We understand perseverance as not giving up, and possibly being expressed by a solid stone wall or perhaps almost hard nosed, gritted teeth, not giving an inch. This quote gives us another way of staying in there, to be more flexible, fluid about why we don’t give up. We often find in times and situations like this, we often discover new ways of moving forward, solutions, not giving up, new resources in God, our community and ourselves.
We are both needing to persevere at the moment, work is very busy, key staff off for Paul, new term and new responsibilities for Sally? What can we trust? Being equipped in the flow of the Holy Spirit to help us keep on going, not giving up.
The mailing always finishes with a Be the change….
Be The Change
As you face challenges today, persevere, not in a rigid, fixed, determined-outcome sort of way, but gently, “flowing like water, willing to meet the conditions at hand yet never giving up”.
Sometimes you receive a present that is just you – this mug is my latest gift – from my brother and his family bought at the Library of Congress. I have loved books since I have a memory of loving anything. From the Rupert Annuals that my Dad read to me to the classics of my childhood and now novels I can lose myself in on holiday and the most eclectic range of academic and spiritual books I can imagine.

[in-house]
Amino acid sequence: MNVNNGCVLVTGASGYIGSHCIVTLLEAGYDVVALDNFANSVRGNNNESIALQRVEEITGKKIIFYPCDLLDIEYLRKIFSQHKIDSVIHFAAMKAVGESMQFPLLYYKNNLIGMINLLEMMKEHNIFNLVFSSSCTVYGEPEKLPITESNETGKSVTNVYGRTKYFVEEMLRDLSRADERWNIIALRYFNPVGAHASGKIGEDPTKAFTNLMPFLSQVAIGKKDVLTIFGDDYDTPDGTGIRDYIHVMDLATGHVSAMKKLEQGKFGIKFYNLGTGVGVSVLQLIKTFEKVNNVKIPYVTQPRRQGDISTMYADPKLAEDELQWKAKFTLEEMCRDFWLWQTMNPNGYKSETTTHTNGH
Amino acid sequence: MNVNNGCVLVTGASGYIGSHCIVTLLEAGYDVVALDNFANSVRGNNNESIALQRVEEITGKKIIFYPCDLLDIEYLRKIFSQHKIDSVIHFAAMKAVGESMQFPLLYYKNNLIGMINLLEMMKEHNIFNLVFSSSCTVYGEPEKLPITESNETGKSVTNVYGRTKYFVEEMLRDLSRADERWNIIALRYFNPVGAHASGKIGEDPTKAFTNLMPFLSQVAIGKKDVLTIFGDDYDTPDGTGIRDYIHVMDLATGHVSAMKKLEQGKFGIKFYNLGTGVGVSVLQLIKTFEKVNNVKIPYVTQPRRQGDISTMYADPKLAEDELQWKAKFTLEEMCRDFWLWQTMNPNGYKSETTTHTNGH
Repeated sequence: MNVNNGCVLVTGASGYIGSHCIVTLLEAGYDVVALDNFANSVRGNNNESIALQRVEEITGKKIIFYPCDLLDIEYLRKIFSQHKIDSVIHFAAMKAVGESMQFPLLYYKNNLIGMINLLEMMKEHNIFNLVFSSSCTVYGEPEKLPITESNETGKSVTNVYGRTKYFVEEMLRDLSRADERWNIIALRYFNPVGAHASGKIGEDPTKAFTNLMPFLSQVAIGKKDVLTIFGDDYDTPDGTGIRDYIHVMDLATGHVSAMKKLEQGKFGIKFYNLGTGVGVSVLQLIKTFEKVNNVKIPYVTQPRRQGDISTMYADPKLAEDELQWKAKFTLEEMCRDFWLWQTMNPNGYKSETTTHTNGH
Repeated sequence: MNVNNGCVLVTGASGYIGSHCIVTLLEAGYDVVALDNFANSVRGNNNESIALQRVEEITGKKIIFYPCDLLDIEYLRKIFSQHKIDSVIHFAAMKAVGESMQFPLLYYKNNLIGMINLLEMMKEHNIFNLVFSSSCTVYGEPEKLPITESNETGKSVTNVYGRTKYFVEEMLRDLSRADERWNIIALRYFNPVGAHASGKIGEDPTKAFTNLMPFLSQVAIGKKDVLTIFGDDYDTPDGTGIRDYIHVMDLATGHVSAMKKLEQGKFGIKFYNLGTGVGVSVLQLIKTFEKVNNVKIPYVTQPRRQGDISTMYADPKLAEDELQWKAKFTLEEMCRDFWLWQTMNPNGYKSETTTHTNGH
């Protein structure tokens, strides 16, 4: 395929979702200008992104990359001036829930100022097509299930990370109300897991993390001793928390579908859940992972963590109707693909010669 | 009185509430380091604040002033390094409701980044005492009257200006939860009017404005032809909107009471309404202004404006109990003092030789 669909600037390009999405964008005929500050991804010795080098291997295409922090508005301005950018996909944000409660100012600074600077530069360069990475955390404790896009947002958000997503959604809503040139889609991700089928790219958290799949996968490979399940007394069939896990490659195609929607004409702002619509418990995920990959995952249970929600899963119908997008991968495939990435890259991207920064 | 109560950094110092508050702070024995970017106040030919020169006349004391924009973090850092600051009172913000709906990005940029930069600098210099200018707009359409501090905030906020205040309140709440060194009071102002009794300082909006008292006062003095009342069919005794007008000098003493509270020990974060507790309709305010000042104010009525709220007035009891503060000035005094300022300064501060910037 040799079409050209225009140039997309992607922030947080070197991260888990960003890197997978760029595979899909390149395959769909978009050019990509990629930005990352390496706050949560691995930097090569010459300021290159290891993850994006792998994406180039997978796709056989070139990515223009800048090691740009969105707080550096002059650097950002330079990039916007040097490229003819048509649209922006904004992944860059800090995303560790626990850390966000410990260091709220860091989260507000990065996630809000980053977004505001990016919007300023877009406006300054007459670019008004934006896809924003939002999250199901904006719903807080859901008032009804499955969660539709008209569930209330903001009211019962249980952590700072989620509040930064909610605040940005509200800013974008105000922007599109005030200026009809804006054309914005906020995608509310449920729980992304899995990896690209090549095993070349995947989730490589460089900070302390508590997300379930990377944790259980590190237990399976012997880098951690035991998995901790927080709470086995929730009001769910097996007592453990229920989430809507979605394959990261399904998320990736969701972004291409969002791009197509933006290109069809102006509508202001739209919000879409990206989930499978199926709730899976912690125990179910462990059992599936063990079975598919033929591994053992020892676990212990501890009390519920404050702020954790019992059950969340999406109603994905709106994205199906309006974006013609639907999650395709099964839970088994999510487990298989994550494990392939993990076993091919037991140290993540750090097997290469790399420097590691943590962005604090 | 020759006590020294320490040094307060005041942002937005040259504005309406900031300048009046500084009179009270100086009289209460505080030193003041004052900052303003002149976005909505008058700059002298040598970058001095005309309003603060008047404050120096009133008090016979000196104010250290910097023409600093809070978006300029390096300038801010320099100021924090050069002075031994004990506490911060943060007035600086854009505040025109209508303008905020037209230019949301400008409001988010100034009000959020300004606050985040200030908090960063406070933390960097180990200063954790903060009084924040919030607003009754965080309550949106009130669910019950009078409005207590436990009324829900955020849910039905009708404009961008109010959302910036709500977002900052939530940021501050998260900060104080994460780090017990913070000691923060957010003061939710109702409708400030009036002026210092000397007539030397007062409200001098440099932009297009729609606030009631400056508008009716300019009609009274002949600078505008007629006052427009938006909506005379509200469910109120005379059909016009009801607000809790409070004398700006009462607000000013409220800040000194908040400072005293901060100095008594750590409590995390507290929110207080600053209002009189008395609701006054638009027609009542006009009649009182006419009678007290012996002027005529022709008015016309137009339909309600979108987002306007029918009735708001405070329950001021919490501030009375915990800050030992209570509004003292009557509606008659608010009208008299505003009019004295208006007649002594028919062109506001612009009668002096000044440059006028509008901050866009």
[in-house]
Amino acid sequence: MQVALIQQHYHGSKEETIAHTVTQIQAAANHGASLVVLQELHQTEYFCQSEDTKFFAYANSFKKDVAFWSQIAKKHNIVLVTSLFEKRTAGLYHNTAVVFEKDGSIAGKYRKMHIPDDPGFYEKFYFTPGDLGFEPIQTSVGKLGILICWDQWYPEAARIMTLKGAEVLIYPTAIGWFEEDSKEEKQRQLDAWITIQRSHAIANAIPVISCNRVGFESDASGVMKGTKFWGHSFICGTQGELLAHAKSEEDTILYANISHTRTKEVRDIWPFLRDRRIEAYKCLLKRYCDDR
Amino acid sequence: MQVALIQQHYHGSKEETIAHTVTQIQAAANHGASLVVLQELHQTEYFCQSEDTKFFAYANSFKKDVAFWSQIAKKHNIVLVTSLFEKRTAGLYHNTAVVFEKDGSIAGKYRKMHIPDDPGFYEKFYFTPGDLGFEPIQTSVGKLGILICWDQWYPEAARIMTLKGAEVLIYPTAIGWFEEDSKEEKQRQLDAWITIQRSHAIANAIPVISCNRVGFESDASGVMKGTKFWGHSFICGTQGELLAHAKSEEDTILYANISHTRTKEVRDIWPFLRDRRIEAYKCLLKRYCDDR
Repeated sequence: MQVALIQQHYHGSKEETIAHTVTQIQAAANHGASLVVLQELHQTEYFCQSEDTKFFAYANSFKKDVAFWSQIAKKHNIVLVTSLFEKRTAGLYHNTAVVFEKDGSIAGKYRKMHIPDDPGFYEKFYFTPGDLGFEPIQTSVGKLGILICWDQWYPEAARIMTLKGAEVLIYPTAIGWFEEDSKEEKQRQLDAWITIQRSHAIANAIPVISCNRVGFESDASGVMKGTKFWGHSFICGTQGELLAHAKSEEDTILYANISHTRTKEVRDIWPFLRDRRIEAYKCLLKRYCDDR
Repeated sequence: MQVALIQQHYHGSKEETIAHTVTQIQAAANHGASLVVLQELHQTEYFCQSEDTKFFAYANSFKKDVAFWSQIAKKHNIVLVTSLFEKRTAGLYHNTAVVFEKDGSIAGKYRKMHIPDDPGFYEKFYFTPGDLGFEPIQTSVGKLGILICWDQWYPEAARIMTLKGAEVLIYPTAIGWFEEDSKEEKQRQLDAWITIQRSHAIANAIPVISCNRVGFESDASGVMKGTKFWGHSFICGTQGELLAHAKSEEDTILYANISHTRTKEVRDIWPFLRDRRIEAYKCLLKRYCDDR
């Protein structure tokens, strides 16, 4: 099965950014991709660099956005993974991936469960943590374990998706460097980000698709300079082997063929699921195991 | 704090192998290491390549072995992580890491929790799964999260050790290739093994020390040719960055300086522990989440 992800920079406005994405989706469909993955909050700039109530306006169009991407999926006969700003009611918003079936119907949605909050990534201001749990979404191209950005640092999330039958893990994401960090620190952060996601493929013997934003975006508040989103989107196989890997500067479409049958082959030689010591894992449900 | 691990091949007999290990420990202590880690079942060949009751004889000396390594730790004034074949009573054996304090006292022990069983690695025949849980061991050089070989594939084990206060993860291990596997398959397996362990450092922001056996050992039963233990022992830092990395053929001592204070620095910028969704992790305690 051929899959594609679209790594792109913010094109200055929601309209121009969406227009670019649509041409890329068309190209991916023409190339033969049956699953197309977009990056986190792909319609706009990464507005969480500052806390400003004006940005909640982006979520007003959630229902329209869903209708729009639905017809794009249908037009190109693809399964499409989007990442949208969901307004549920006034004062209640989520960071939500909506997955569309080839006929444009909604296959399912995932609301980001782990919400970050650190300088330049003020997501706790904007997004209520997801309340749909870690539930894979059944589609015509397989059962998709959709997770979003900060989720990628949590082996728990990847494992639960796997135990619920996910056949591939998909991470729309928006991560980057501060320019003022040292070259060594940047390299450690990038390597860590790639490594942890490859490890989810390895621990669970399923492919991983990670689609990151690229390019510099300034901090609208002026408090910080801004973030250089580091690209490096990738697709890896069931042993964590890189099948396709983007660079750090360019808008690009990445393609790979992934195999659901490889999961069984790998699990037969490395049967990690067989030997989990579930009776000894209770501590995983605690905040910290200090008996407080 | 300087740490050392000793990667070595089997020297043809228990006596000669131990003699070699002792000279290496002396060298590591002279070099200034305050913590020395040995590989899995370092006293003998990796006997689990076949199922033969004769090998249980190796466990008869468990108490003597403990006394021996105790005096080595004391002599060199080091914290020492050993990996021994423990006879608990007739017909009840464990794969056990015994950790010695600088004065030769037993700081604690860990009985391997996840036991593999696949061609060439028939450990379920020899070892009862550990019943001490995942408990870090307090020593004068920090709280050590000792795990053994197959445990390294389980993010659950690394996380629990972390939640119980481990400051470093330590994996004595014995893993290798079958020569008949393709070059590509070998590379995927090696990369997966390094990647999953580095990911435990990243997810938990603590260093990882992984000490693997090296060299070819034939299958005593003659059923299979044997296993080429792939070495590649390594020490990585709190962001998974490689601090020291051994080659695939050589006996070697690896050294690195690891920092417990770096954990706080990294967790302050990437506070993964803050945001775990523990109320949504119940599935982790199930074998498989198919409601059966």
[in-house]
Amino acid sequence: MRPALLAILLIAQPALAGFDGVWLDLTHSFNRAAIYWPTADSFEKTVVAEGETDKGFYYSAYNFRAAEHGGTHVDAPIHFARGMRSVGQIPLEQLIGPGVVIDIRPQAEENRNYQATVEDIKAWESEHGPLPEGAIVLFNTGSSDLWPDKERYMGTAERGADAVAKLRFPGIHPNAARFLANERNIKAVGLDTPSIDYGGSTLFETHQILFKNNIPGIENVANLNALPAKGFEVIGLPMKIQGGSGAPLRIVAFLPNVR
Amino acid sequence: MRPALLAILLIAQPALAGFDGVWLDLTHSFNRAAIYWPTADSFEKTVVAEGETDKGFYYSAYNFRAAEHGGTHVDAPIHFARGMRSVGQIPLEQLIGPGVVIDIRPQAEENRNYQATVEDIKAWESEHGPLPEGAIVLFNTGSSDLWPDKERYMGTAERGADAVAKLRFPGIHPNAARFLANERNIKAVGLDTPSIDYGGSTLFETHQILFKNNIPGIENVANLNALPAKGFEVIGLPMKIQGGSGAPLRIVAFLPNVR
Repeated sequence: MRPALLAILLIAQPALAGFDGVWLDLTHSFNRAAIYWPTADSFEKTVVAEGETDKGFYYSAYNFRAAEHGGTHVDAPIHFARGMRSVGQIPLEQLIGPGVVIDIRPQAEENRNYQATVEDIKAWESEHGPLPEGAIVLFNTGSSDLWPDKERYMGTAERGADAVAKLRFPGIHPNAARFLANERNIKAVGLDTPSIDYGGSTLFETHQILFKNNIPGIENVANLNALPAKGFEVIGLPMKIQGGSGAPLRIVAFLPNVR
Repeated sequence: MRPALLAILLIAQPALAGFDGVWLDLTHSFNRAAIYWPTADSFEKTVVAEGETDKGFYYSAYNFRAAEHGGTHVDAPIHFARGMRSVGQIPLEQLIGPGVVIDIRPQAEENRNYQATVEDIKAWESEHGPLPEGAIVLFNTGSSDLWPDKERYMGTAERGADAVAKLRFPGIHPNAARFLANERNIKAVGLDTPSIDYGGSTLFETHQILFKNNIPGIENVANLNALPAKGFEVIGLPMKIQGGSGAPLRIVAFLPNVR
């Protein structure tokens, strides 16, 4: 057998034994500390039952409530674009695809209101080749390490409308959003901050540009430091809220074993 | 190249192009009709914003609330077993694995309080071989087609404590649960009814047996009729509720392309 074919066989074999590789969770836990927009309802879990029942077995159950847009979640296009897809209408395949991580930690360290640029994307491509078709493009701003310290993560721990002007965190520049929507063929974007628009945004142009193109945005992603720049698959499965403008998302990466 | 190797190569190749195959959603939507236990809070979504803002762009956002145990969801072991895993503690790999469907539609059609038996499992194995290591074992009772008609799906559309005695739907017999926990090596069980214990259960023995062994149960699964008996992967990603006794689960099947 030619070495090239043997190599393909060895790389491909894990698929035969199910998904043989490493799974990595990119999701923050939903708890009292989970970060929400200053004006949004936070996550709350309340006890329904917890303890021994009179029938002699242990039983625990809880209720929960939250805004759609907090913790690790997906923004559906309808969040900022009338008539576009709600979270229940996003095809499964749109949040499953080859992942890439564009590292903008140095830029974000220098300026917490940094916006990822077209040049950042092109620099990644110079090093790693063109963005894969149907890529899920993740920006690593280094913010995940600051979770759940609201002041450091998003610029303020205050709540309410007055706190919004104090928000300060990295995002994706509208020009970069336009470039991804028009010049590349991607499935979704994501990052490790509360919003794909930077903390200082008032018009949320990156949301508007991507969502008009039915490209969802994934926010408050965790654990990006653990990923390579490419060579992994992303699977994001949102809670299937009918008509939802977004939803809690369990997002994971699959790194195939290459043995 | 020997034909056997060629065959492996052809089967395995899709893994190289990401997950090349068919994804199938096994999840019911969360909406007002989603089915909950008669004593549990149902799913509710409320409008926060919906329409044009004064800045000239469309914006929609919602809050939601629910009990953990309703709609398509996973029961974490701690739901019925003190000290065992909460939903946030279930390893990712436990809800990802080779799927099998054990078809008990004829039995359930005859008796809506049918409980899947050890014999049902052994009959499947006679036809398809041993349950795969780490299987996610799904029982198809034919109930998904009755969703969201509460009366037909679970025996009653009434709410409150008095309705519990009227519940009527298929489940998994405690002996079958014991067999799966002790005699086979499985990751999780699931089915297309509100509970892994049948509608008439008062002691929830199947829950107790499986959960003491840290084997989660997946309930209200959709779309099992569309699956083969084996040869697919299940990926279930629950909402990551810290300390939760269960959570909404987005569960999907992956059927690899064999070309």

The mug is one of those perfect gifts! Too nice to drink out of in case I break it!
Please note the word on the left hand side is poor!
For most of my life my year has started in September rather than January and this year is no exception. This is Community Week, when all the Midlands Institute of Children, Youth and Mission undergraduates gather together at St John’s to build community, learn, have fun, set goals, dream and so many other things.
I always feel immensely blessed during this week both being a part of a wonderful staff team who are so passionate and committed about supporting students to fulfil who and what God has called them to be and by the students themselves. Looking at the picture fills me with pride, knowing some of the back stories, understanding some of the sacrifices people have made to be here and seeing such a diverse and gifted group of people together who want to make a difference in the world. I am grateful that God called me to play my part in this.
This is my 18th Community Week. I don’t tire of being here.